This is one of the main reasons I noted above that the film probably benefits significantly from first being familiar with Almereyda's larger body of work, as one is then better able to appreciate the ways in which he puts his distinctive auteurist stamp on the material. Note, for example, Hamlet's Pixelvision camera, which is to say, Almereyda's. I wouldn't begrudge a viewer for failing to pick up on such self-reflexive gestures. In fact I'm nearly certain that this was the first Almereyda film that I saw, as I suspect was the case for many viewers. This is why I say that it's sort of ironic that this ended up being his most widely-seen work. To be fair, not that Almereyda would probably care much. Being the termite he is, I don't think he's overly concerned with whether one immediately detects his directorial fingerprints or not, but I can assure you they're there.

On another level, one could probably simply enjoy this film as a chance to see Shakespeare performed in an arch style roughly equivalent to Almereyda's contemporary Hal Hartley (I wonder if the bold block lettering announcing the film's title aren't an indirect homage to the director with whom Almereyda has often shared cast members). If, for instance, you've ever wanted to see Kyle MacLachlan in a Hartley film as much as I have, this is about as close as we'll probably ever get (or, you know, you could just watch the first season of Twin Peaks I guess). Being the ever-adaptable termite that he is, Almereyda is a marginally less rigorous stylist than Hartley, ever so slightly more willing to shoot conventional coverage, but the similarities are most definitely there (in fact, I rewatched this part of the way through Flirt because I needed a break but wanted something similar, so take that as you will.)

Or, I suppose, one could simply enjoy this as a strange artifact of late-'90s fashions (see again Stiles' ridiculous JNCO pants). As Almreyda himself admits, his intention was to make a version of the play specific to the exact moment it was made, and were he to make it now, it would be by its very nature a completely different film. And yet, for all its baggy raver gear and now-closed video chains, the film's vaguely eerie, pervasive sense of media saturation amidst an alienating, techno-futurist, multinational-conglomerate world of steel-and-glass architecture by and large doesn't feel particularly dated. Not unlike Olivier Assayas' Demonlover, one might even say that it feels oddly familiar (incidentally, the critic Charles Taylor mentions both films in his seminal essay on Millennial, globalized cinema, "Lost at the movies").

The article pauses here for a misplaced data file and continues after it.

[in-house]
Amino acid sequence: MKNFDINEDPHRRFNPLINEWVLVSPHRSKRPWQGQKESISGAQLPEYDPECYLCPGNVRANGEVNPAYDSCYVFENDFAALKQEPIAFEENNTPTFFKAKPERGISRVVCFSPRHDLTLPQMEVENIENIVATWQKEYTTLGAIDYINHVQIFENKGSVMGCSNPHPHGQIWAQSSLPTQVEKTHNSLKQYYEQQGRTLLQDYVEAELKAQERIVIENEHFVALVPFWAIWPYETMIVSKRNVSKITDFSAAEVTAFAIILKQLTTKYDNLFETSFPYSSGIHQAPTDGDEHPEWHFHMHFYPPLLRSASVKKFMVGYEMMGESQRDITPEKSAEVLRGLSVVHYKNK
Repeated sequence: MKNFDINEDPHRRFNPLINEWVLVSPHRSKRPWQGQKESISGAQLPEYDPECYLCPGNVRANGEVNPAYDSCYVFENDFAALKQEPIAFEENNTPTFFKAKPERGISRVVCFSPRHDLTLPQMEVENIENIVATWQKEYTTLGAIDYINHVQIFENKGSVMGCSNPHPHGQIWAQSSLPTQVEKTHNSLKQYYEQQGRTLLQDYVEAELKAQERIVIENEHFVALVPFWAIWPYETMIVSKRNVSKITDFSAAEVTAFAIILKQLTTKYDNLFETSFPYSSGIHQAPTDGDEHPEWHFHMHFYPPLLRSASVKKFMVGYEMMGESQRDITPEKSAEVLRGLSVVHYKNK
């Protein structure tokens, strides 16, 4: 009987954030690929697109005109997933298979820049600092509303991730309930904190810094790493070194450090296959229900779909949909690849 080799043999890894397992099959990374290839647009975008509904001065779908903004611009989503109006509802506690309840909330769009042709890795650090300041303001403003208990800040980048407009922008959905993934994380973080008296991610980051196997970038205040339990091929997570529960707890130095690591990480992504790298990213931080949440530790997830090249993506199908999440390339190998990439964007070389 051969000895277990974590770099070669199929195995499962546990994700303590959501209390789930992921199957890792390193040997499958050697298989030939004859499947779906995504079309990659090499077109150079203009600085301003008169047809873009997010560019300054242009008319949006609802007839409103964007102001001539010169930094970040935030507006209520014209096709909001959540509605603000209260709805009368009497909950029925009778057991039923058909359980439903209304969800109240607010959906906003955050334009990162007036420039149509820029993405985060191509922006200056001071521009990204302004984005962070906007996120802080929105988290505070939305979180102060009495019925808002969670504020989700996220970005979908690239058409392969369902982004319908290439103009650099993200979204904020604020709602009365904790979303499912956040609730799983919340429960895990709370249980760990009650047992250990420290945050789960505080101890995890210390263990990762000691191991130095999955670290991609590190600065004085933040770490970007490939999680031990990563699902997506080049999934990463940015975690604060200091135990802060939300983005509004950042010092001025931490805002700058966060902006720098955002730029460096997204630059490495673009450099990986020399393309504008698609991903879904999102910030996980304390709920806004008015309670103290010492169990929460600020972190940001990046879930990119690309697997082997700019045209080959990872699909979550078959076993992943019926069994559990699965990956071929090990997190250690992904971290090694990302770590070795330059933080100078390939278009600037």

Almereyda would expand upon this vaguely techno-futuristic sensibility in his follow-up film Happy, Here and Now, but the groundwork was already being laid here. The portable video-editing device Hawke's Hamlet is seen using might appear a bit quant and antiquated from today's perspective, but his constant mediation through tiny screens isn't. Yet crucially, as in Almereyda's next film, the shiny, new world of the Denmark Corporation is foreboding, sure, but it isn't quite a spiritual vacuum. One of the videos Hamlet is seen watching is a moving speech by the Dalai Lama (that he's saying something about "to be..." is undoubtably a significant reason for why Almereyda includes the clip, but that doesn't negate its poignancy). In these films, technology is alienating, but it still leaves room for hope and connection, both spiritual and emotional.

This is perhaps why the film, despite the inherent "postmodern" playfulness that results from self-consciously transposing Shakespeare into the present day, Almereyda nonetheless manages to preserve the emotional core of the text more or less intact. It may be arch and "ironic", yes, but it isn't insincere. Baz Luhrmann might not have been insincere either, but his inherently overbearing, camp mentality can only reduce Shakespeare to the level of kitsch. Almereyda, on the other hand, as irreverent as he may be, preserves the fundamental meaning of the text and revitalizes it. He doesn't merely update Hamlet for a "hip" young audience. In the spirit which Ezra Pound meant these words, he makes it new.